Liberty Global (NASDAQ: LBTYA) must be crossing its fingers hoping that it’s proposition to acquire Virgin Media (NASDAQ: VMED) goes through. Virgin Media confirmed on Tuesday, Feb. 5, that it was indeed in talks with Liberty Global for a possible deal following a spell of media speculation. John Malone’s Liberty Global seeks to tap into the European market, currently dominated by Rupert Murdoch’s News Corp (NASDAQ: NWS).
News Corp is the owner of British Sky Broadcasting, the U.K’s largest media company. Virgin Media is based in the U.K, and the U.K is Europe’s biggest market for video streaming and services. The acquisition of Virgin Media will give John Malone the opportunity to compete against Murdoch in Europe.
According to reports on Feb. 5, Liberty is expected to table a bid of $20 billion for the U.K.-based company, which operates under Richard Branson’s brand, Virgin. However, the British billionaire is believed to own less than 3 percent in Virgin Media. The $20 billion (£12.7 billion) valuation would mean a stock price of $42 per share. However, the latest reports indicate that the deal could be valued at about $47.87 per share, or a 24 percent premium on Feb. 4’s closing price.
Virgin Media debt stood at £5.7 billion just before the announcement of a possible deal. Based on the initial speculation, this would mean that Virgin Media’s equity is valued at about £7 billion. However, if the price of $47.87 as indicated in the follow-up reports happens to be final, Virgin Media’s equity would be valued at just under £8 billion. Liberty Global and Virgin Media jointly issued a press release indicated a price of $47.87 per share.
Whether this happens to be cheap or expensive would depend on the post merger value. Analysts from Bank of America Merrill Lynch believe tha tLiberty’s chances of benefiting from the deal are attached to the consequential presence in Europe. The analysts believe that Liberty would not gain any tax benefits from the deal, despite the operating losses and capital allowances on Virgin Media’s books.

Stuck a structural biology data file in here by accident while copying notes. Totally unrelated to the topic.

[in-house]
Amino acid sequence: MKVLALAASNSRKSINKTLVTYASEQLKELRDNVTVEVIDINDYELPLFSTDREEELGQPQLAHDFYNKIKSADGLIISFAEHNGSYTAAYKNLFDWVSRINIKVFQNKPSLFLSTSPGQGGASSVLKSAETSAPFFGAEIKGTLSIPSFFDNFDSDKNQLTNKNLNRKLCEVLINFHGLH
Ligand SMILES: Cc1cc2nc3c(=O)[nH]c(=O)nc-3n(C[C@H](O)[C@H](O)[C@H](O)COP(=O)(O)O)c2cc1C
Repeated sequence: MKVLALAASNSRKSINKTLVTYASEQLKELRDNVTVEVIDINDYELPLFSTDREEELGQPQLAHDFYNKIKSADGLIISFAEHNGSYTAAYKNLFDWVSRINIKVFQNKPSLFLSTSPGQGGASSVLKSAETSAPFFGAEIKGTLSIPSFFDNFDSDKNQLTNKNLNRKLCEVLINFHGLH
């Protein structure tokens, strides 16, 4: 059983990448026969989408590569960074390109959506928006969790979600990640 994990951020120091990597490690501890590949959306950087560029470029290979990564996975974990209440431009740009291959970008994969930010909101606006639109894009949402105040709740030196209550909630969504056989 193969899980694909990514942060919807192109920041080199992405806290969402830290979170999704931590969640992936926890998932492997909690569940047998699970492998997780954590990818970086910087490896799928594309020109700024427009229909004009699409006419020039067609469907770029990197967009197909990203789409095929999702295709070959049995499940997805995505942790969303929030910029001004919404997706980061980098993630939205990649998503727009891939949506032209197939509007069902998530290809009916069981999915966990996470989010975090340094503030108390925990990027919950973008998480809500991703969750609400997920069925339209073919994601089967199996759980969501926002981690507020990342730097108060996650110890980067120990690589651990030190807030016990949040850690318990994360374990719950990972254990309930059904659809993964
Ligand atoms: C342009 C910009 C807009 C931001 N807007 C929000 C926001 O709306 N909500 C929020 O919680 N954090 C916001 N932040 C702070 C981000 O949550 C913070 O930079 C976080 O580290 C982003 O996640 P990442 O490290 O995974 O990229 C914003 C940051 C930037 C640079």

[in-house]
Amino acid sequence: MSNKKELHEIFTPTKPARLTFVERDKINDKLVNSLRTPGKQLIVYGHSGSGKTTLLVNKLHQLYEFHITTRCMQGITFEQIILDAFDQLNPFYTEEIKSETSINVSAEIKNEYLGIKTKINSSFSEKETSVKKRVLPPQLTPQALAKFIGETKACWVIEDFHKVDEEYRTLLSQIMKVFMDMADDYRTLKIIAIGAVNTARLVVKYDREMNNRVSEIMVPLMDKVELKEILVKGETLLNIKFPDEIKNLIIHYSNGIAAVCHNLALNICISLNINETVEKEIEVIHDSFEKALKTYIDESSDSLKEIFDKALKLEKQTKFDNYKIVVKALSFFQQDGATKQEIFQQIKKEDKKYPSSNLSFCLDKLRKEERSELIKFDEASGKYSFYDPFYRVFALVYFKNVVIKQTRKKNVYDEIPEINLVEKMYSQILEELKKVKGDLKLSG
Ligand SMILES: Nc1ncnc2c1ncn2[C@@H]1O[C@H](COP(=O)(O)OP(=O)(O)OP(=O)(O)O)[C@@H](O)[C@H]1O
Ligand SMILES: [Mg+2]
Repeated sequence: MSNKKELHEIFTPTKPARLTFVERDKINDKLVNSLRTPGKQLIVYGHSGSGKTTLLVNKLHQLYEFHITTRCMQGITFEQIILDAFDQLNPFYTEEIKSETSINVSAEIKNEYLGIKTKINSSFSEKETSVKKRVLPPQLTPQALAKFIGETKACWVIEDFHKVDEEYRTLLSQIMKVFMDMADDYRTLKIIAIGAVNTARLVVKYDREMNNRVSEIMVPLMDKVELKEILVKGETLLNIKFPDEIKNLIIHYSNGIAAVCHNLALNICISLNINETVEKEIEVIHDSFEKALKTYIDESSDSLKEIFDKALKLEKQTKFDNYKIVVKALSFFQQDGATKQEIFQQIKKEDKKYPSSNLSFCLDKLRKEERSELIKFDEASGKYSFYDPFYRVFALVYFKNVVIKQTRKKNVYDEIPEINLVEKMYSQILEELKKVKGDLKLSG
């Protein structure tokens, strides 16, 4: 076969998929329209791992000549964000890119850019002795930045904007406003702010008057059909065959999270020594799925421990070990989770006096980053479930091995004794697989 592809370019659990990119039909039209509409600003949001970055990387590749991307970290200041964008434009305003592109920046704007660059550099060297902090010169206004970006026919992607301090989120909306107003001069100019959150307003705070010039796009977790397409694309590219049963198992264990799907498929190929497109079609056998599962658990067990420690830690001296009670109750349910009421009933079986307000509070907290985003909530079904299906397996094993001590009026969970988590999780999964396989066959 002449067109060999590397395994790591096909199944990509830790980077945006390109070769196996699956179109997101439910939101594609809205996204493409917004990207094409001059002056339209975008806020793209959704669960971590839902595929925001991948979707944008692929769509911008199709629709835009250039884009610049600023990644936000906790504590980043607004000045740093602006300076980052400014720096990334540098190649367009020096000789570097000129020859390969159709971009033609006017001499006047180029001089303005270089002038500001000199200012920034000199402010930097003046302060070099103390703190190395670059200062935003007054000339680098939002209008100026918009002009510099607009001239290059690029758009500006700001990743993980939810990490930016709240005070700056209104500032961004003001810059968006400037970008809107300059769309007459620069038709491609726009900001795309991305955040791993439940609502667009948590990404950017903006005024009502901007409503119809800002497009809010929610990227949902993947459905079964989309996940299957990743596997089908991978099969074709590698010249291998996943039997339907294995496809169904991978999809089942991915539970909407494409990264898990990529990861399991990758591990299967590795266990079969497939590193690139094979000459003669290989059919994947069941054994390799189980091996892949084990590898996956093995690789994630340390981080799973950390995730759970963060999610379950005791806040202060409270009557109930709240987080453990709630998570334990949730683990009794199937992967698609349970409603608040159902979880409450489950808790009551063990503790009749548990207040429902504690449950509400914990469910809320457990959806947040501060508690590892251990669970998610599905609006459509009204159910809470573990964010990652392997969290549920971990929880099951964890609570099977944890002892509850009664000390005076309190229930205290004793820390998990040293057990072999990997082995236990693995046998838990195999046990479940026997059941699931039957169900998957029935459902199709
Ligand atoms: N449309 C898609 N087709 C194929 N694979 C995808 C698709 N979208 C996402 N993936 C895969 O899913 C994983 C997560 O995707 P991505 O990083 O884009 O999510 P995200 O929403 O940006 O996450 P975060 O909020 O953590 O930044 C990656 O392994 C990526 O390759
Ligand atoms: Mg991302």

Virgin: gold still in the mines
Virgin Media’s operating losses of about £2.2 billion and capital allowances estimated at £12.9 billion would have provided immediate benefits to the acquirer if from the U.K. However, Liberty’s domicile, (UPC) based in the Netherlands, rules out immediate benefits. Liberty would have to register UPC as a “Societas Europea” (SE), in order to capitalize on Virgin’s tax assets and capital allowances.
Additionally, Rupert Murdoch’s News Corp remains the company to beat. Murdoch is reportedly pursuing the acquisition of 7 companies, which he expects to spend about $1.3 billion on. This would give News Corp additional muscle and presence to thwart any challenge from rivals.
Virgin Media’s most recent adjusted earnings missed analyst estimates sending the shares down, despite the announcement of the impending acquisition by Liberty just a day before. Nonetheless, analysts are optimistic that the company will post impressive results for the March quarter.
John Malone has proven to be a shrew investor as far as long-term potential is concerned. A good example is the case of Sirius XM, whereby his company Liberty Media now owns just less than 50 percent, but is soon expected to increase stake well beyond the half way mark. The satellite radio services company rally in 2013 seems unstoppable, with the exit of Karmazin as CEO. Virgin Media would give Liberty a wider accessible market in a continent where Liberty has been lacking a presence. The combined package also has a subscriber base estimated at 24 million across the globe.